This past year, following COVID physical distancing protocol, JDI has been working with the Warden and Director of Mental Health at the California Institution for Women to coordinate video and/or telephone counseling sessions between its clients and its staff. While in-person crisis counseling sessions remain suspended, JDI staff continue to correspond with their clients through letters and have developed a self-guided workbook of healing activities for incarcerated survivors. They have secured an agreement with the Los Angeles Sheriff’s Department to distribute this healing workbook inside all LA County jails, as well as to the women at CIW.
New Village Girls Academy is the only tuition-free, all-girls charter school in the state of California. It provides an empowering and highly supportive learning environment for young women living in urban communities throughout Los Angeles.
New Village Girls academy shifted quickly and dynamically to a virtual platform at the beginning of the pandemic, providing their 106 enrolled students (and counting) with Chromebooks and hot spots as needed, continuing their advisory program, and working with students’ schedules to adjust their learning hours accordingly. They continue to make monthly school supplies distributions, and they distribute hundreds of meals daily to students and their families, in collaboration with their community partners. They have also collaborated with Volunteers of America and GYRD to provide home visits to students who seem less engaged due to virtual and distanced learning. Their annual Speed Networking event, which was held online this year, was a great success, with attendance including 40 mentors from 10 states in over eight industry sectors.
The mission of MOSTe (Motivating Our Students Through Experience) is to mentor and empower girls from underserved neighborhoods of Los Angeles County to become the next generation of college-educated women. From 7th grade through college, MOSTe provides programming that combines personal growth with academic skill-building, believing that change happens at the individual level, with one girl at a time. MOSTe serves 265 girls each academic year and has three phases: middle school, high school, and college and beyond.
During the pandemic, MOSTe pivoted to a virtual platform to reach its students online, in which they continued to offer mentorship, resources, and a positive network, which helped every single member of their class of 2020 enroll in college. In 2021, they are continuing to review college acceptances and financial awards with their current graduating class and are continuing to connect their students to internships while maintaining their programming such as yoga, games, movie nights.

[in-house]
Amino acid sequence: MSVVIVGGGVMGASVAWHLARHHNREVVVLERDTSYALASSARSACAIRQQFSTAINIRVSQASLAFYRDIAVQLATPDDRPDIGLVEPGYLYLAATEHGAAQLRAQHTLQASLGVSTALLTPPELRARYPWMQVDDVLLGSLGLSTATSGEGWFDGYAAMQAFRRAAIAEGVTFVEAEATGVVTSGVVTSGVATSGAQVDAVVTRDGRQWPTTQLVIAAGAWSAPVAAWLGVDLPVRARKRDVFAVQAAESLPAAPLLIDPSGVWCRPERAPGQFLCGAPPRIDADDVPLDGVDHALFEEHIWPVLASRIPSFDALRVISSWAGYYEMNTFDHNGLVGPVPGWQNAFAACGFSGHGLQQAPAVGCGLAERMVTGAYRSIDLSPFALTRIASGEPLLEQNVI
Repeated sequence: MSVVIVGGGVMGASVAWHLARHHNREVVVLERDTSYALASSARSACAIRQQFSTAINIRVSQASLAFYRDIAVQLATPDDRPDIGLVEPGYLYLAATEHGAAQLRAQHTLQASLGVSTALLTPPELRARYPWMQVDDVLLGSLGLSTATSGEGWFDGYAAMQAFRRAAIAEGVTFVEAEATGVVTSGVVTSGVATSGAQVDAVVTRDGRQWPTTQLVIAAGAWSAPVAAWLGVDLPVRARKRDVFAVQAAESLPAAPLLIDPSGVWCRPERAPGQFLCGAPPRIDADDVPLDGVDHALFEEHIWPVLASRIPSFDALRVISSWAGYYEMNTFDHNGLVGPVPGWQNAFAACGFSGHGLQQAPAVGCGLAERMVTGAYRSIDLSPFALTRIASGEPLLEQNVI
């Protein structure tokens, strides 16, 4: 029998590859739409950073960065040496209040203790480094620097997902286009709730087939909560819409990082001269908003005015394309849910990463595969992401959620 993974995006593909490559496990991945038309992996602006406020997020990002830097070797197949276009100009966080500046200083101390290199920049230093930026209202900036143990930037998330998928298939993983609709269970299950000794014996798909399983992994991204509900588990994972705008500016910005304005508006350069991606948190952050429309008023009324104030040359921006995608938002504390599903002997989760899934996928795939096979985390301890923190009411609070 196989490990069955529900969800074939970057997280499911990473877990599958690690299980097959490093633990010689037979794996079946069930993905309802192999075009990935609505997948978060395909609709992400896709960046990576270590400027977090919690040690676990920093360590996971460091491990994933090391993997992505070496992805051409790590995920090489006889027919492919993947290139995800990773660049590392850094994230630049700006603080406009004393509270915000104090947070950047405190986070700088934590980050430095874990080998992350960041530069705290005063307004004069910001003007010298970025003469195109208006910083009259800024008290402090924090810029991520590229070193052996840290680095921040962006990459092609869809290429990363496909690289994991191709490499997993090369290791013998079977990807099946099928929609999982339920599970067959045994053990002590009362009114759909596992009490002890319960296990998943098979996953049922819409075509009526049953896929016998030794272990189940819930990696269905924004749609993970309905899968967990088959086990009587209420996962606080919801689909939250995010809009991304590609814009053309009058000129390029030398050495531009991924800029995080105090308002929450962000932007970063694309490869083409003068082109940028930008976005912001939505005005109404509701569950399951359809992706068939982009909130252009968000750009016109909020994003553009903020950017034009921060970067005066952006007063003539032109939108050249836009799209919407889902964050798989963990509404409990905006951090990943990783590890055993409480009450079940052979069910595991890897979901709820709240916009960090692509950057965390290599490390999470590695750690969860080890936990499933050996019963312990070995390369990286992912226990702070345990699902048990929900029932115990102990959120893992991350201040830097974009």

Trans Can Work is located in Los Angeles, California and is committed to advancing workplace inclusion through innovative training strategies and workforce development. As transgender leaders working to advance inclusion in the public, private, and non-profit sectors across the country, Trans Can Work provides guidance on workplace culture, training, assistance in recruiting, job training and workforce development for transgender individuals, job seeker support services, and a jobs network of inclusive employers.
When COVID hit last year, Trans Can Work had just begun its partnership with the City of West Hollywood on a city-wide Anti-Transphobia Campaign, which included conducting diversity and inclusion training with Weho employers and service providers. As the pandemic halted in-person interaction, they quickly took their platform virtual, developing their “First Day on The Job” Training, which centers the experience of Transgender/Gender Nonconforming People of Color as they interact with their workplaces. They complimented their e-learning with a fully-virtual Inclusive Workplace Toolkit, which equips all employers–big or small–with the resources necessary for an inclusive and diverse work environment and culture, including free eLearning and training for West Hollywood businesses and access to a free Inclusive Workplace flash drive with electronic versions of their full in-person curriculum, which links to a Cultural Diversity Certification online training.
The Westside Infant-Family Network (WIN) provides early childhood mental health therapy and comprehensive support services to families with young children (prenatal through 5) struggling with generations of trauma, abuse, and neglect.
During the pandemic, Westside Infant-Family Network (WIN) has distributed 1,193 packages of diapers and wipes, fulfilled 209 orders of educational, household and clothing items, provided $52,130 in rental assistance, and distributed $48,913 worth of groceries to families. They shifted their entire operation online, even increasing the number of individuals they are caring for–all via Telehealth and Zoom. They also launched a community ambassador program, which conducts in-person and virtual outreach community members, connecting them with resources such as COVID testing, education and supplies, mental health and well-being resources, and social support services. WIN’s community ambassadors have provided 125,471 COVID resources to their community members between October and December alone. Additionally, their COVID-related virtual workshops, which focus on trauma education and support, have seen participation of up to 282 people.